You know the saying, “When In Rome, Do As The Romans”!
My husband and I live by this motto no matter where we travel!
And in our latest journey to Italy, we did just that! While in Rome, we ate every meal as do the Romans . . . with no regrets except for the several extra pounds that we gained. Yet we easily walked the pounds off within days in this very walkable city.
Eating traditionally, as the locals do, is the only way to dine for my husband and me, no matter where that destination might be: The Hawaiian Islands, The Amish Villages of Iowa, or the various regions of Italy. By eating what the local natives have thrived on, we immerse ourselves deeper into the culture of the ‘places’ we have had the pleasure of visiting. So I did a little research on what it was that we were noshing on in Rome and the origin’s of the dishes. This is just the first in a series of seven (7) posts on Roman cuisine! I’ll begin with Spaghetti alla Carbonara, and continue in subsequent posts about the savory staples of Veal Saltimbocca alla Romana, Caci de Pepe, Carciofi Alla Giudea (Artichokes), Bucatini all’Amatriciana, Gnocchi alla Romana and Roman-Style Pizza.
Keep in mind that Italy’s cuisine is very regional and Roman cuisine is known for many of it’s distinct culinary specialties: Caci de Pepe, Veal Saltimbocca and Spaghetti alla Carbonara just to name a few.
Beginning with Spaghetti alla Carbonara, truthfully what I discovered is that the origin of this recipe, despite much discussion, is indeed vague and unclear (no one really knows for sure where or how this pasta dish originated in Rome).
First of all the name itself, ‘carbonara’ means ‘charcoal burner’. Since the name is derived from the word ‘carbonara’, the dish may have first been prepared as a meal for Italian charcoal workers. In parts of the United States the term ultimately led to ‘coal miner’s spaghetti’, of which both of my grandfathers were coal miners in Iowa who immigrated to the States in the 1910’s. Some say that this recipe’s origins come from the region of Abruzzo where woodcutters created fuel from charcoal and prepared pasta noodles over hardwood charcoal fires just as we in America would grill food over charcoal. It has even been suggested that this classic dish was created as a tribute to the Carbonari , or ‘charcoal men‘, a secret society that existed years ago. Still other stories claim that the true meaning of this pasta resulted from coal mine workers who prepared pasta with a large amount of pepper to resemble flakes of coal. One other legend states that during the food shortages after WWII, the recipe was developed from the eggs and bacon given to the people of Rome by the Allied troops.
The most likely tale (and that which I’ll give my personal stamp of approval) comes from the official cookbook of ALL Italy, “The Silver Spoon”: this pasta recipe has always existed within Italian family cucine (kitchens) and in local “osterie” (small eateries that serve wine and simple food) before traditional Roman cuisine became famous and before becoming known as a traditional dish of Roman cuisine.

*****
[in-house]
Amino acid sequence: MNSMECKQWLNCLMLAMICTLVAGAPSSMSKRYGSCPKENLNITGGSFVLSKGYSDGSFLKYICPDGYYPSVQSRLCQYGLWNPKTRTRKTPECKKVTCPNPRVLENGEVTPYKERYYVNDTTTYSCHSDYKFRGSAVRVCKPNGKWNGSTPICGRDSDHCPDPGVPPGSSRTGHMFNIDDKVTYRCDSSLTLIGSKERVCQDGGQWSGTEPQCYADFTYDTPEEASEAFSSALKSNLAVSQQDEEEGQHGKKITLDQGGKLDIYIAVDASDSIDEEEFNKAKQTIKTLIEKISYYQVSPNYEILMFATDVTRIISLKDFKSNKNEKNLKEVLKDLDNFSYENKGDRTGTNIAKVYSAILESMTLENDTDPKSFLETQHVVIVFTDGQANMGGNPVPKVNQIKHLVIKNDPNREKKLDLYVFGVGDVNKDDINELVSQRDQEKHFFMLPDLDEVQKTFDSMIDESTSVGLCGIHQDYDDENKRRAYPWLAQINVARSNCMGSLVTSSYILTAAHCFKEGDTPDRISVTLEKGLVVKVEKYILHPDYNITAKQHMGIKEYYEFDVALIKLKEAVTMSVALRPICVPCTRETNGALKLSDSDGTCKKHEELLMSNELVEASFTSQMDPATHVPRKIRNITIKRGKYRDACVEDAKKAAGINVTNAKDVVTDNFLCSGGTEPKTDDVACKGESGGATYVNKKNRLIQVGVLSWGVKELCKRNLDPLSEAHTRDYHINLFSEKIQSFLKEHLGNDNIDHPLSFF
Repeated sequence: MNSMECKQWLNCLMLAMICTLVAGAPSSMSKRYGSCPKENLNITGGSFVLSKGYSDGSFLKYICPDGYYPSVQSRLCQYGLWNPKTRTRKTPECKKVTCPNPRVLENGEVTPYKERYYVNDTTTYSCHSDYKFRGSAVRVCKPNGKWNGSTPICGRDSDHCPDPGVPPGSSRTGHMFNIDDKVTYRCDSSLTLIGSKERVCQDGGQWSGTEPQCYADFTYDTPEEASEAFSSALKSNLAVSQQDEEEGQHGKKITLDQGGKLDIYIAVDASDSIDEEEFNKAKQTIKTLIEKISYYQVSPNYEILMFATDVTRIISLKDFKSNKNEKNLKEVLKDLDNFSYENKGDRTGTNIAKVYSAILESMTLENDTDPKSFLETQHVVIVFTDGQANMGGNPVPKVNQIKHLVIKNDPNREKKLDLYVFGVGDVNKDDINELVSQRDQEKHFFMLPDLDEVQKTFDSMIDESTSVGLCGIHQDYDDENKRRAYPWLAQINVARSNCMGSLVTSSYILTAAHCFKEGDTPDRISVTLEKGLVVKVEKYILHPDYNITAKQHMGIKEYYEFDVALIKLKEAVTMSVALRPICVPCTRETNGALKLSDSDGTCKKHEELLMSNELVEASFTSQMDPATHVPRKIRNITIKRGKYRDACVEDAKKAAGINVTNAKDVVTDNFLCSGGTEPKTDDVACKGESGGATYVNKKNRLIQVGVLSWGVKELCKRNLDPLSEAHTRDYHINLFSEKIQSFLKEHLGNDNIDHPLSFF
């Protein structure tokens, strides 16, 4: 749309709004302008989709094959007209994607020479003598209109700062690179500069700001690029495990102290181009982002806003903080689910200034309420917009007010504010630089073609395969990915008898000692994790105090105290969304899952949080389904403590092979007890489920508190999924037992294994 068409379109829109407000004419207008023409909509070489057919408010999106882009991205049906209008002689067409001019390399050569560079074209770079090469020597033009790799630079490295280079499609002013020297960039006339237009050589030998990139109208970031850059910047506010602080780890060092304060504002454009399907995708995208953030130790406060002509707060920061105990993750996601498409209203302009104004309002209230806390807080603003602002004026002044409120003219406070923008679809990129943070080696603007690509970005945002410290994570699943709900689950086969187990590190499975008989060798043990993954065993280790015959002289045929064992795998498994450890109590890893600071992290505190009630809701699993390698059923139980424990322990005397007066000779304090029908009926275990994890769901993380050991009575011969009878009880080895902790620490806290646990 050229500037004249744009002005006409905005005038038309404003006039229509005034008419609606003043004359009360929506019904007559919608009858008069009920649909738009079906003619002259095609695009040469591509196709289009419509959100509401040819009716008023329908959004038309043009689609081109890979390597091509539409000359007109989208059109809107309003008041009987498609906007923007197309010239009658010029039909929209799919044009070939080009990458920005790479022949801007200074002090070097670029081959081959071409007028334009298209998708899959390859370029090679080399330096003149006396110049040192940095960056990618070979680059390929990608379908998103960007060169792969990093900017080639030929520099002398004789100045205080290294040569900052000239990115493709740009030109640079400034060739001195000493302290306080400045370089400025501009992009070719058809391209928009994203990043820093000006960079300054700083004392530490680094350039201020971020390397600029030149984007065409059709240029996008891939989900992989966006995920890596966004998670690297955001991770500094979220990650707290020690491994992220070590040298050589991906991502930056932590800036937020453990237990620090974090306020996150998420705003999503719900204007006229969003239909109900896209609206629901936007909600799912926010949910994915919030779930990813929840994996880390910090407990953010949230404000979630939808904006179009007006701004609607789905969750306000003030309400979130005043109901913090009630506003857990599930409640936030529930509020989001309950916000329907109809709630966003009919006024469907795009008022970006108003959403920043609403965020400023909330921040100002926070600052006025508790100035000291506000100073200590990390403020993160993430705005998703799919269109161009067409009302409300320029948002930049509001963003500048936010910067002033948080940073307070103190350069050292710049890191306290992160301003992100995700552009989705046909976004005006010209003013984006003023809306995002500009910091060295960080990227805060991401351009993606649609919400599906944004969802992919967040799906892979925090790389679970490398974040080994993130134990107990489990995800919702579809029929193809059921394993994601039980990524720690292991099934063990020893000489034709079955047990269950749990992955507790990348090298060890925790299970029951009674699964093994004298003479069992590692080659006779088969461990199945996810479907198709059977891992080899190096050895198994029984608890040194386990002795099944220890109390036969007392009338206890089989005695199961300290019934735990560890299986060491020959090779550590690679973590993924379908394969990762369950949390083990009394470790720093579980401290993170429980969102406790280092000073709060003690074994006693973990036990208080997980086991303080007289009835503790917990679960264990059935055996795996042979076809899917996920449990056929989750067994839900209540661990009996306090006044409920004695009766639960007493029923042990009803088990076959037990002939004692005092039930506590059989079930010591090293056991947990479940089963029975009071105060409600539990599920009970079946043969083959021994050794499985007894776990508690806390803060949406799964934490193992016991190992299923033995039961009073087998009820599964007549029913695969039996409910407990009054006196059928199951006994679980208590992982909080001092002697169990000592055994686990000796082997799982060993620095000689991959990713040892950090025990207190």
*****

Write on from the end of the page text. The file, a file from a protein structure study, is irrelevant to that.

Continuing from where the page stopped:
So who knows the true story and origin of this absolutely delicious and famous Roman pasta dish?
All I know is that while in Rome, I simply HAD TO TRY Spaghetti alla Carbonara from the source . . . ROME. It is simply delicious!
So now what about the recipe, you ask?
SIMPLICITY is key, not only in this recipe, but truthfully, behind the genius of all Italian cuisine!
That being said and true of this recipe, this Roman specialty has a tremendous amount of debate over how to properly prepare carbonara!
One thing that is agreed upon is that Roman Spaghetti Carbonara is a pasta recipe based on a delicious, ‘white sauce’ that develops from cheese (Pecorino Romano), eggs, ‘guanciale’ and black pepper. Even though the spaghetti pasta shape is the one most traditionally used, you can also use bucatini as a close second choice.
All Italian chefs believe that any dish, including Spaghetti alla Carbonara, is only as good as the quality of the ingredients that one uses in preparation of the dish. And that begins with the type and cut of pork used in this classic pasta specialty of Rome.
Although difficult to find outside of Italy, most experts and carbonara aficionados will agree that the pork of choice to use in carbonara is the procured meat, ‘guanciale’ (the cheek of the pig) as the most commonly used meat for carbonara in all of Italy, especially since it is a delicacy from the Roman and Lazio area of Italy. Since this meat is very difficult to find and is also very expensive due to it’s scarcity, it is acceptable to substitute Italian ‘pancetta’ and at the very least, a high quality thick-cut bacon. There is an amazing difference when guanciale is used if you can get your hands on it. It is mostly fat . . . and the fat is where it’s at! Using regular American thick-cut bacon is the last resort and if you have to use it, make certain that you do not use smoked bacon.
The preparation of carbonara debate begins with how you first sauté’ the guanciale . . . in either olive oil, lard or butter, or all by itself. Many Italian chefs and cooks say that there is enough fat in the guanciale to render it’s own hot, melted fat for the proper sizzling sauté. Truthfully, guanciale is fattier than any other cut of pork that I have ever seen! Whatever you choose, do not drain any of the fat from the cooked guanciale! You MUST save this fat to include in the preparation.
When the pasta is hot and cooked ‘al dente — to the tooth’, it is removed from the source of heat and tossed into the guanciale and fat. From there you add the cheese and raw eggs (that will cook from the pasta’s heat — so don’t worry). Although you set aside some of the hot pasta water that the spaghetti noodles have cooked in, do not add water to the sautéed guanciale . . . it is not supposed to be boiled! You add any hot pasta water after this last step in case you need to make the ‘sauce’ more creamy and silky.